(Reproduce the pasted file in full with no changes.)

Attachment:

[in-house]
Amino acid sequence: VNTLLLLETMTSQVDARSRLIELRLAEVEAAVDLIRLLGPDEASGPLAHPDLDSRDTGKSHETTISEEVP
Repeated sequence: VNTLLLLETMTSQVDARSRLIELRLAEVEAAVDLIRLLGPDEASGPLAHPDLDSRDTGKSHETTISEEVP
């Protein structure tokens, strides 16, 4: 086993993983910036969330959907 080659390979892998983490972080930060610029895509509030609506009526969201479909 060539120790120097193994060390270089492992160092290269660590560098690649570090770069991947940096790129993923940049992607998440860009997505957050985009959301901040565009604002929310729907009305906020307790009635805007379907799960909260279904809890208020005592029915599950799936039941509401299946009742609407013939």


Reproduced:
[in-house]
Amino acid sequence: VNTLLLLETMTSQVDARSRLIELRLAEVEAAVDLIRLLGPDEASGPLAHPDLDSRDTGKSHETTISEEVP
Repeated sequence: VNTLLLLETMTSQVDARSRLIELRLAEVEAAVDLIRLLGPDEASGPLAHPDLDSRDTGKSHETTISEEVP
């Protein structure tokens, strides 16, 4: 086993993983910036969330959907 080659390979892998983490972080930060610029895509509030609506009526969201479909 060539120790120097193994060390270089492992160092290269660590560098690649570090770069991947940096790129993923940049992607998440860009997505957050985009959301901040565009604002929310729907009305906020307790009635805007379907799960909260279904809890208020005592029915599950799936039941509401299946009742609407013939």